Sorrento Therapeutics, a late-stage clinical oncology company developing new treatments for cancer and its associated pain, has received two NIH small business grants, which will fund the development of bispecific antibodies for two of its anti-bacterial immunotherapies. Sorrento's highly diverse, fully human G-MAB library and proprietary antibody conjugation technology platforms have broad applications beyond oncology, including other therapeutic areas such as anti-infectives and auto-immune diseases.
Sorrento was awarded a phase II Small Business Technology Transfer Research (STTR) grant from the National Institute of Allergy and Infectious Diseases (NIAID), a division of the NIH, which will support the advanced preclinical development of human bispecific antibody therapeutics to prevent and treat Staphylococcus aureus (S. aureus or Staph) infections, including methicillin-resistant S. aureus (MRSA).
Sorrento's anti-MRSA program specifically targets auto-inducing peptides (AIPs) central to the quorum sensing system of S. aureus that controls toxin production. Neutralizing these AIPs has been shown to disrupt bacterial communication (quorum quenching) and to mitigate Staph infections.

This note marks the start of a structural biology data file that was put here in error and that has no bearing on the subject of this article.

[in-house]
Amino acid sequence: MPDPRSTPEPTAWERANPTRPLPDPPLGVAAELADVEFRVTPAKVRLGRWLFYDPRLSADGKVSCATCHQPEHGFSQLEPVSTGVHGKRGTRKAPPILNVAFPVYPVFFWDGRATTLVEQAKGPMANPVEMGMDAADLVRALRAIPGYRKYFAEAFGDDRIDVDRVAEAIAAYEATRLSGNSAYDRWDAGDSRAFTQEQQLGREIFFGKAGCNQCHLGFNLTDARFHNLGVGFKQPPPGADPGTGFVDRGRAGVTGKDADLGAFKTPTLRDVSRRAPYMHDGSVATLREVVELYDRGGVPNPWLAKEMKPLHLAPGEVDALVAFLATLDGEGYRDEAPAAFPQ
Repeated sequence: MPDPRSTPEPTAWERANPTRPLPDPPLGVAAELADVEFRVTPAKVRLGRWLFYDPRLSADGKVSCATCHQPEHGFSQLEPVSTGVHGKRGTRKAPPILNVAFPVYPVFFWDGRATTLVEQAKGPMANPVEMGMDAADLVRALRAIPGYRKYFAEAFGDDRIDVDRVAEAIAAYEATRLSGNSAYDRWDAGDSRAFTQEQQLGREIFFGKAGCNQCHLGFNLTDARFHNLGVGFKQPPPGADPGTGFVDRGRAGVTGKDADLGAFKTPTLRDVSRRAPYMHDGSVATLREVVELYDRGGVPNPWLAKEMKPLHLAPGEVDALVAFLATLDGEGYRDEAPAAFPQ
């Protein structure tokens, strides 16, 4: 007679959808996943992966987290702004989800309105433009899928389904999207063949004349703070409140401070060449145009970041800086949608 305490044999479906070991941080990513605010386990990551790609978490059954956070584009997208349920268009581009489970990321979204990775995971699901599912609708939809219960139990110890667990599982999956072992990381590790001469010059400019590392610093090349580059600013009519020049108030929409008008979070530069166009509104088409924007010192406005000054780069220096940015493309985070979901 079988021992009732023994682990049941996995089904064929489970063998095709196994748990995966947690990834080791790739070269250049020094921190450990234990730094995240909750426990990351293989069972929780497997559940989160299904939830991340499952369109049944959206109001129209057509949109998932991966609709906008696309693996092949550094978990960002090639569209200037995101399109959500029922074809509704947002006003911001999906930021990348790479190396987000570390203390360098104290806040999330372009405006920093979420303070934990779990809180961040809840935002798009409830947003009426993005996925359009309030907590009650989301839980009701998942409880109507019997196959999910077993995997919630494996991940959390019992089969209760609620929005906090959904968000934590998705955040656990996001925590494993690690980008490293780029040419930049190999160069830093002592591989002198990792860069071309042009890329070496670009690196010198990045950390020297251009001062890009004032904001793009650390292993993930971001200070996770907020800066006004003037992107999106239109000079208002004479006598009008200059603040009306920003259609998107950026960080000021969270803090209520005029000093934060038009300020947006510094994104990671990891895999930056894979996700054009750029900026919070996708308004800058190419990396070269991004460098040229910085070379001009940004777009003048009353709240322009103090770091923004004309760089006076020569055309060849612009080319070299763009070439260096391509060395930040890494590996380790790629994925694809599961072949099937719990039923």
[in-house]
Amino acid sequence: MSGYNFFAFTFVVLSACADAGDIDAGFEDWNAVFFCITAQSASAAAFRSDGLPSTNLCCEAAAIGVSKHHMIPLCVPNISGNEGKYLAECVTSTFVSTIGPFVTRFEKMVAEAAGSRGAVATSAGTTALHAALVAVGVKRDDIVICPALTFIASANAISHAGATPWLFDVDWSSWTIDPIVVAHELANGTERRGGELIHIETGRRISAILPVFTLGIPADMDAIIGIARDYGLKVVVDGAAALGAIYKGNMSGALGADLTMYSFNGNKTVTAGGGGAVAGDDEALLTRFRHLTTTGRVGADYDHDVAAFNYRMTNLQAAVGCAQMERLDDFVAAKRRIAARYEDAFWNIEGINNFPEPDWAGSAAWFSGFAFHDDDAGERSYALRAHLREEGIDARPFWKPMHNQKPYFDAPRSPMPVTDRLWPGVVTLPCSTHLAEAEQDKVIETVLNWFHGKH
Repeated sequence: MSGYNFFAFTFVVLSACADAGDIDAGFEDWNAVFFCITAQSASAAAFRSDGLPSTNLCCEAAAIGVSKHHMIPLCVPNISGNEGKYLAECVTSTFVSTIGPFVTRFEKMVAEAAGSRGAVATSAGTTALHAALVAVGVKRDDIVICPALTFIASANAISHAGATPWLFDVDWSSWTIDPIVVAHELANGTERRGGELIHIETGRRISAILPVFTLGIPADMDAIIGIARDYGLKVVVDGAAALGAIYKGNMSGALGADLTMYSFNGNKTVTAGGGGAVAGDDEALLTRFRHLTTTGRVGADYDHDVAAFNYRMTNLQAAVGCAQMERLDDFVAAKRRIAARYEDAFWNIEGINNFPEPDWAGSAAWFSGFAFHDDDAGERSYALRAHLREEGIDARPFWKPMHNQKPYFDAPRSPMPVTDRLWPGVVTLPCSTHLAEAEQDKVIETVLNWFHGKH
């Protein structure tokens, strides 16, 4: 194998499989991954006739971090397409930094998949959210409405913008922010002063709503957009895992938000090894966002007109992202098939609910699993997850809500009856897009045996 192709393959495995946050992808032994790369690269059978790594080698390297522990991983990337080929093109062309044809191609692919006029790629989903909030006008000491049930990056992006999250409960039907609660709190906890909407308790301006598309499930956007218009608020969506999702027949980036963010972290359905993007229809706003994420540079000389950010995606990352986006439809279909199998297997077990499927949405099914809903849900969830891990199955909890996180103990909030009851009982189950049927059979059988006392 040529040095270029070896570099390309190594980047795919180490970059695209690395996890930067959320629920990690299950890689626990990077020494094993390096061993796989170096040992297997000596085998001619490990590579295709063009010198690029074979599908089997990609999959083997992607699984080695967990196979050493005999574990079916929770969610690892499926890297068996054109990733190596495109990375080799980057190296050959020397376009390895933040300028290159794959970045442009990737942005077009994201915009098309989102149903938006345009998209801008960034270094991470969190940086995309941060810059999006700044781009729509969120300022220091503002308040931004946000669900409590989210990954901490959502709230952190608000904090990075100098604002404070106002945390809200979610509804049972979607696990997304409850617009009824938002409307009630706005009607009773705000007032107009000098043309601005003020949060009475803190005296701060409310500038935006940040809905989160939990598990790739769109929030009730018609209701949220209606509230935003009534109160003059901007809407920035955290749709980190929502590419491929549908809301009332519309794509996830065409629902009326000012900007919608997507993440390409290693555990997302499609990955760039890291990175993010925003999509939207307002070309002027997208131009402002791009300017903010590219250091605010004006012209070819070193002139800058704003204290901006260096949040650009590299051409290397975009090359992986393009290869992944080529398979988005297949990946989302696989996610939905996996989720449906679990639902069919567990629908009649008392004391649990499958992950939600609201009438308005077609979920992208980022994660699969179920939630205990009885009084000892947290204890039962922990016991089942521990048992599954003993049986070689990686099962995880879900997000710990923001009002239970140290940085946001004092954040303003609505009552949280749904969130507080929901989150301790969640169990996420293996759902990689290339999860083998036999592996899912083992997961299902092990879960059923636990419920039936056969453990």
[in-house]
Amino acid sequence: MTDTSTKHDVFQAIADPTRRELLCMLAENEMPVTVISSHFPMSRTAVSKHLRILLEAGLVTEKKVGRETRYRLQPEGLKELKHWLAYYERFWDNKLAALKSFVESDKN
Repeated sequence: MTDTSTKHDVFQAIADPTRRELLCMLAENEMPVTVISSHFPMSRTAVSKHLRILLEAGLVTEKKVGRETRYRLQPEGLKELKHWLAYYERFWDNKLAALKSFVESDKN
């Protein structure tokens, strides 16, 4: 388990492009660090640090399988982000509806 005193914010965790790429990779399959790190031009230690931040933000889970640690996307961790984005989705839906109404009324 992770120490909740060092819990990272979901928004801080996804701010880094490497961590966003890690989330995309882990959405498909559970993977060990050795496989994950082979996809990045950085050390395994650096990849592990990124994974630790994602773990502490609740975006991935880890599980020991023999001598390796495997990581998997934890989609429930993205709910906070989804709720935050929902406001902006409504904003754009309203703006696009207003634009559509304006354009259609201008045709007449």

The academic partner for this STTR grant is Dr. Jovanka Voyich at Montana State University. The funds available under this grant are approximately $1 million per year for up to two years. In 2010, Sorrento obtained an exclusive license from The Scripps Research Institute (TSRI) to the quorum quenching technology, the scientific foundation for this program.
In addition, Sorrento was awarded a phase I STTR grant from NIAID. This grant will support the preclinical development of novel anti-Pseudomonas aeruginosa mAb immunotherapy or an antibody-mediated targeted antibiotic delivery vehicle. Each modality may be an effective and safe stand-alone therapy and/or a component of a "cocktail" therapeutic option for prevention and treatment of P. aeruginosa infections. The academic partner for this STTR grant is Dr. Daniel Wozniak at the Ohio State University. The funds available under this grant are approximately $300,000 per year for up to two years.
"While Sorrento's main focus is bringing the clinical stage oncology asset Cynviloq and resiniferatoxin (RTX) into the market as quickly as possible, non-dilutive funding from the NIH allows us to explore innovative therapies for unmet medical needs such as multiple drug resistant bacterial infections,” said Henry Ji, Ph.D., president and CEO of Sorrento. “Together with our academic collaborators Voyich and Wozniak, we will develop much needed anti-bacterial therapies against drug-resistant Gram-negative and Gram-positive pathogens."